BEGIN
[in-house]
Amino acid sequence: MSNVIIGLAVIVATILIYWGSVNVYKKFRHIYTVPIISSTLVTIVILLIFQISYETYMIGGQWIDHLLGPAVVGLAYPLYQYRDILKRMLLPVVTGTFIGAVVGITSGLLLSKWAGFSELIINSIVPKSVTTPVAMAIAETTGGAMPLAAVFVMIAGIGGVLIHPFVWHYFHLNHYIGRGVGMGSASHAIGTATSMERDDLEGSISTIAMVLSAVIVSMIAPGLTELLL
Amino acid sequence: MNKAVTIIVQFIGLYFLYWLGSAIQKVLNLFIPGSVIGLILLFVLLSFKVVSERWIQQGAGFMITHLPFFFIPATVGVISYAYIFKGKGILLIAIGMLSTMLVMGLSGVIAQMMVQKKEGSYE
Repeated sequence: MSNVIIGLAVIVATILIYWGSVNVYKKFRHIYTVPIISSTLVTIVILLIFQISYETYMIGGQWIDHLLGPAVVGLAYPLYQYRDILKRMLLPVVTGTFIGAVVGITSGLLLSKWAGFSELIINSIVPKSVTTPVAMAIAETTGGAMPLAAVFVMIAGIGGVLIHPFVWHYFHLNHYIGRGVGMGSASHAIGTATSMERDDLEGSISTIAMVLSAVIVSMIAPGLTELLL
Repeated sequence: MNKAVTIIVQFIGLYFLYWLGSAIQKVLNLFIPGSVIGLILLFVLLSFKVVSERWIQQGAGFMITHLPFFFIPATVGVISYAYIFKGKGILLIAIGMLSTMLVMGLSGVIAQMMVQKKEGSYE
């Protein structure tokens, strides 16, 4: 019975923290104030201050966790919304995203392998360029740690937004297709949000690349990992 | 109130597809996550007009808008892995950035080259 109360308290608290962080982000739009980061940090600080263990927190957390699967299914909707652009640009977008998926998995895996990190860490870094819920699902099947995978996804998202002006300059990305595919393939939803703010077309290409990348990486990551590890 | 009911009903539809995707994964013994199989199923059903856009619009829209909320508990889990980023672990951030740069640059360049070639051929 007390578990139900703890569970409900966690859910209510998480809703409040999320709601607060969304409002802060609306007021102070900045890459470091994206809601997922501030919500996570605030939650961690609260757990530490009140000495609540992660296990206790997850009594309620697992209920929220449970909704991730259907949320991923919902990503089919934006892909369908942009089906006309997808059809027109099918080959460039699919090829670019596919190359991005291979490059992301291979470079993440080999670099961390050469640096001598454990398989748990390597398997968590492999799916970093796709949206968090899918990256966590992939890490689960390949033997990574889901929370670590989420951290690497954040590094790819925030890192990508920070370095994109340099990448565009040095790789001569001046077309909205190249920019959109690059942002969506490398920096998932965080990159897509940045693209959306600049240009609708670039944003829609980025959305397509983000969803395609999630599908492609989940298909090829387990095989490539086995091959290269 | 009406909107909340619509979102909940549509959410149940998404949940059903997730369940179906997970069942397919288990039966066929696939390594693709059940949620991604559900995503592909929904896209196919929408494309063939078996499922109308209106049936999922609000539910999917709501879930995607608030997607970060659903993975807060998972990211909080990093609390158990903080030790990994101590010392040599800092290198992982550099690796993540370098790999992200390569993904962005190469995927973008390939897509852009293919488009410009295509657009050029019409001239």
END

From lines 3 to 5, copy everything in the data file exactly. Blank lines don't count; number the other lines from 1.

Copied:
Amino acid sequence: MNKAVTIIVQFIGLYFLYWLGSAIQKVLNLFIPGSVIGLILLFVLLSFKVVSERWIQQGAGFMITHLPFFFIPATVGVISYAYIFKGKGILLIAIGMLSTMLVMGLSGVIAQMMVQKKEGSYE
Repeated sequence: MSNVIIGLAVIVATILIYWGSVNVYKKFRHIYTVPIISSTLVTIVILLIFQISYETYMIGGQWIDHLLGPAVVGLAYPLYQYRDILKRMLLPVVTGTFIGAVVGITSGLLLSKWAGFSELIINSIVPKSVTTPVAMAIAETTGGAMPLAAVFVMIAGIGGVLIHPFVWHYFHLNHYIGRGVGMGSASHAIGTATSMERDDLEGSISTIAMVLSAVIVSMIAPGLTELLL
Repeated sequence: MNKAVTIIVQFIGLYFLYWLGSAIQKVLNLFIPGSVIGLILLFVLLSFKVVSERWIQQGAGFMITHLPFFFIPATVGVISYAYIFKGKGILLIAIGMLSTMLVMGLSGVIAQMMVQKKEGSYE